African Art And Dance

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African Art And Dance


From the earliest history of African dance, it is known that dance played a very important role in the lives of the tribal people. Dances were used to ward off danger and to ask for prosperity, to express feelings and emotions and to celebrate ceremonies such as birth or marriage. It also played a major role in tribal religious rituals. As a part of the daily activities, dancing was a way to pass time and to enjoy and affirm life.

One of the main differences between African dance and dances from other parts of the world is that African dance is polycentric. This means that the dancer's body is not treated as one single central unit. Instead, it is divided into several centers, or segmented areas, of movement with each area being able to move to different rhythms within the music.

In most other areas of the world the dancer's body moves as a whole throughout the dance. In African dance, the different centers of the dancer's body creates complex movements that move in conjunction with one another. Examples of the different centers of a dancer's body include:






The Importance of the Drum in African Dance

As dancers move in an expression of their inner feelings, their movements are generally in rhythm to the drumbeat. It is the sound of the drum and the rhythms that are played that provide the heartbeat of the dance. In African dance, the drum helps to set the mood and brings everyone together as a community.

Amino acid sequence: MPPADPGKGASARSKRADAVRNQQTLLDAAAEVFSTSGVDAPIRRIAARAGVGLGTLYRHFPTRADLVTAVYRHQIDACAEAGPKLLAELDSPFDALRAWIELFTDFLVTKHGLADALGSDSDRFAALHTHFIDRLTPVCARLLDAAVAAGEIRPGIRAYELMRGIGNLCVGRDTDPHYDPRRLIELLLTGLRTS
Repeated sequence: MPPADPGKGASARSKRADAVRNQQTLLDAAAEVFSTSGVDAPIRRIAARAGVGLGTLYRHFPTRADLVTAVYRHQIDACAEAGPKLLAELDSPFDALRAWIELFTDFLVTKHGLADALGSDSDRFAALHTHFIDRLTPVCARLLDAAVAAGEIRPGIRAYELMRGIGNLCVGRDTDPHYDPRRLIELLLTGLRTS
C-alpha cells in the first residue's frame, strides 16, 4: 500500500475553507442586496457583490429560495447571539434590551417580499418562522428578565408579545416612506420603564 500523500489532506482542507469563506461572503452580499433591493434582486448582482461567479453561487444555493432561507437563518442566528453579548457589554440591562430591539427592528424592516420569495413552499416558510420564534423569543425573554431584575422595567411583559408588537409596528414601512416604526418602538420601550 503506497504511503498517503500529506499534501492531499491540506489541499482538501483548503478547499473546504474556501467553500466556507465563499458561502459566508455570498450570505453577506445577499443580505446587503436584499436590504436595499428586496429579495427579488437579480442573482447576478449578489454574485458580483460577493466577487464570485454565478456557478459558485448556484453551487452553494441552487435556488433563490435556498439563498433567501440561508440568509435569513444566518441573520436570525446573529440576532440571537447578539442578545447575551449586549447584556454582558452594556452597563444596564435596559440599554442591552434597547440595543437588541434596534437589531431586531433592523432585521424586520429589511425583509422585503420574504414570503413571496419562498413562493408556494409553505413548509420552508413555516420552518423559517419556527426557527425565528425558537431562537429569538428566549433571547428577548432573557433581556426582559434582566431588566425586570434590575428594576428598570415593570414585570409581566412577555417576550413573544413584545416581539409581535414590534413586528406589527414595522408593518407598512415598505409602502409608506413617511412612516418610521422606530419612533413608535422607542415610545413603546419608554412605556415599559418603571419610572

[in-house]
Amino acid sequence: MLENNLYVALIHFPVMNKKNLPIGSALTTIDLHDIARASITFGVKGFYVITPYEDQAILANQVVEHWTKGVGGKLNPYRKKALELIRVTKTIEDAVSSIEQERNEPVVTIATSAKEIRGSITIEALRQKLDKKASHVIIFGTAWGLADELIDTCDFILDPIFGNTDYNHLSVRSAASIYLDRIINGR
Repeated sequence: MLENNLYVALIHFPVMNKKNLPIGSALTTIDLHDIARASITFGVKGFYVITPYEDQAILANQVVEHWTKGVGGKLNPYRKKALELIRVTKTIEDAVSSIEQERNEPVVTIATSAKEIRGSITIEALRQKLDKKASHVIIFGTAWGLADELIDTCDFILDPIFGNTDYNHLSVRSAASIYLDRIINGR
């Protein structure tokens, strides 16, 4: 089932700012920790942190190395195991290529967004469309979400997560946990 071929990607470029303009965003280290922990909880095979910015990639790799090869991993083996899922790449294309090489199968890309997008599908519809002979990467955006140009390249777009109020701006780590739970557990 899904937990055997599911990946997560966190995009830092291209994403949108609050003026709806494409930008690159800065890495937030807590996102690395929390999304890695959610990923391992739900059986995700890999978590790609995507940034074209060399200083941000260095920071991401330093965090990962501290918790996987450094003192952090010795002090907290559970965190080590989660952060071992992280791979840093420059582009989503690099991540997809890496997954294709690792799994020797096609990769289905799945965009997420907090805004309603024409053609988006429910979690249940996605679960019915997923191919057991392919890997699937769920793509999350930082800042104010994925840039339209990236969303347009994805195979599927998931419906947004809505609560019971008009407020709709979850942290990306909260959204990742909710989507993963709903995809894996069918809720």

The 1500s saw the beginning of slave labor as Africans were brought to North and South America and the Caribbean. Hundreds of different African dance styles, from various ethnic groups were merged together, along with styles of European dancing. Because of the importance of dance in the daily life of Africans in their homeland, many Africans that were enslaved continued to use dance as a way to keep their cultural traditions and connect with their country.

Enslaved Africans that were taken to colonies in South America, the Caribbean, Spain and Portugal were given much more freedom to carry on their dance traditions than those that were brought to North America. Sadly, many of the North American slave owners prohibited Africans from performing most of their traditional dances.

American dance form often strongly associated in its early years with African Americans. In tap dance, the steps are tapped out audibly by shoes with hard soles and heels to which pieces of metal called “taps” have been added. It is believed that tap dance in America developed in colonial times as a means of communication and expression.

By the mid-1800s, African Americans had combined rhythmic footwork and West African body movements with the rapid toe and heel action of Irish and British clogging. Clogging is a type of dance that consists of a double toe step, a brief transfer of weight to the other foot, and then a step back again—almost always danced in a line ...
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